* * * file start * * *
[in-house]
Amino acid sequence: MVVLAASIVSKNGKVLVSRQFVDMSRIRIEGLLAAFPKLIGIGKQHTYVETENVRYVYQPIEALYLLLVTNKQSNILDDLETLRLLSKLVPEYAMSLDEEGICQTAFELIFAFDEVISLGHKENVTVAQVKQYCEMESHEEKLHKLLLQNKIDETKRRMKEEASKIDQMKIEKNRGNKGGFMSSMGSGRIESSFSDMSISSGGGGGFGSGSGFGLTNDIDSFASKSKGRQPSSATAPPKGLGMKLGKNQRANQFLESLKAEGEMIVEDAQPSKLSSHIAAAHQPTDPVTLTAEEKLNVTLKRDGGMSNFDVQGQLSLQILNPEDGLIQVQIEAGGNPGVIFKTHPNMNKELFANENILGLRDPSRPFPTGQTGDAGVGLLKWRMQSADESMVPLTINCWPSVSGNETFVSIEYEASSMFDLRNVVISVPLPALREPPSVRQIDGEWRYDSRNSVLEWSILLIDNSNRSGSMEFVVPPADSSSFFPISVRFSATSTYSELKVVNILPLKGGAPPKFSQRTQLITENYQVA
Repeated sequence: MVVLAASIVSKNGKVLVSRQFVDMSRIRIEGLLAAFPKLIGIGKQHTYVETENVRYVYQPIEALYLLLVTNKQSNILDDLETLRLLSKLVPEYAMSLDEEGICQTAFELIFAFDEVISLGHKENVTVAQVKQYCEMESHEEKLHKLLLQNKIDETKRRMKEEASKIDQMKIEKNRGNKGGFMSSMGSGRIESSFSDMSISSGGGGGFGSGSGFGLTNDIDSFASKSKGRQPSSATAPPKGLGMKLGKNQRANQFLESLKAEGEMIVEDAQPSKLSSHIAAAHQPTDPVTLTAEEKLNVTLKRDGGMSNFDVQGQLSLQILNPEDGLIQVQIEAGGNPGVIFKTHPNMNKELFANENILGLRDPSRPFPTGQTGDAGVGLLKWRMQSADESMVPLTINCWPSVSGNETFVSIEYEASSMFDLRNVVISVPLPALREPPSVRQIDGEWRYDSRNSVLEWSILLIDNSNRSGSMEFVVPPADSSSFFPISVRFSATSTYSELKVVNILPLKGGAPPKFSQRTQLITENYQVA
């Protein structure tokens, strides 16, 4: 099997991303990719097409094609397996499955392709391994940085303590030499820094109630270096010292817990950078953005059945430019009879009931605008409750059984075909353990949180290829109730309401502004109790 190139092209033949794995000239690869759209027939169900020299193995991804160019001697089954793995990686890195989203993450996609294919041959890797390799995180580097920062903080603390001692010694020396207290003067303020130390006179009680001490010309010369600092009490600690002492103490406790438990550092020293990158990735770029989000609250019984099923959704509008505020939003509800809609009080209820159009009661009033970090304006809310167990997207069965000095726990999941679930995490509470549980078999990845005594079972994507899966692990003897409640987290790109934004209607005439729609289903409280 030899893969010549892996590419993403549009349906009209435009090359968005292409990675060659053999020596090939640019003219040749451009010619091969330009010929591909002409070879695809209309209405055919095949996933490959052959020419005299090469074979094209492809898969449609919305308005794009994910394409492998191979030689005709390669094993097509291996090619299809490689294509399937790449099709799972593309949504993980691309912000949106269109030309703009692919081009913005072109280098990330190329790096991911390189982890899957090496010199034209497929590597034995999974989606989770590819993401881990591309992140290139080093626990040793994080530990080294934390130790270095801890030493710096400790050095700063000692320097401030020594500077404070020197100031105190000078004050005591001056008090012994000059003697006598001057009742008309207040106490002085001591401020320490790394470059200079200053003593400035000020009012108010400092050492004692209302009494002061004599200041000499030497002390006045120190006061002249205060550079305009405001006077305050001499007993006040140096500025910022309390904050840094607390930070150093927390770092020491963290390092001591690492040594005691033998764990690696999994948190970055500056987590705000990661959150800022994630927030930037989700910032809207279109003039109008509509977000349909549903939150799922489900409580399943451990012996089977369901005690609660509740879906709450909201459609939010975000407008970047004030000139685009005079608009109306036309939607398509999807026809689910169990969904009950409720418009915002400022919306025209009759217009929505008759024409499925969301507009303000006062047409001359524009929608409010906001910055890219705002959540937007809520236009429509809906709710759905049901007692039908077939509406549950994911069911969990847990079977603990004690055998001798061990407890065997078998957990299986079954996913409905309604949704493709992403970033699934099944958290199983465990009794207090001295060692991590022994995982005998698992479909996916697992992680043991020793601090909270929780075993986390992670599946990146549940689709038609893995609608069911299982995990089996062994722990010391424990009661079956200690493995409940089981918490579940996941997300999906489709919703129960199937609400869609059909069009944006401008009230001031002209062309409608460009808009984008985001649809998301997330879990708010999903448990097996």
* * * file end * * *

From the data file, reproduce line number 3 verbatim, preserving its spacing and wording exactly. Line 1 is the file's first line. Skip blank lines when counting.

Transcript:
Repeated sequence: MVVLAASIVSKNGKVLVSRQFVDMSRIRIEGLLAAFPKLIGIGKQHTYVETENVRYVYQPIEALYLLLVTNKQSNILDDLETLRLLSKLVPEYAMSLDEEGICQTAFELIFAFDEVISLGHKENVTVAQVKQYCEMESHEEKLHKLLLQNKIDETKRRMKEEASKIDQMKIEKNRGNKGGFMSSMGSGRIESSFSDMSISSGGGGGFGSGSGFGLTNDIDSFASKSKGRQPSSATAPPKGLGMKLGKNQRANQFLESLKAEGEMIVEDAQPSKLSSHIAAAHQPTDPVTLTAEEKLNVTLKRDGGMSNFDVQGQLSLQILNPEDGLIQVQIEAGGNPGVIFKTHPNMNKELFANENILGLRDPSRPFPTGQTGDAGVGLLKWRMQSADESMVPLTINCWPSVSGNETFVSIEYEASSMFDLRNVVISVPLPALREPPSVRQIDGEWRYDSRNSVLEWSILLIDNSNRSGSMEFVVPPADSSSFFPISVRFSATSTYSELKVVNILPLKGGAPPKFSQRTQLITENYQVA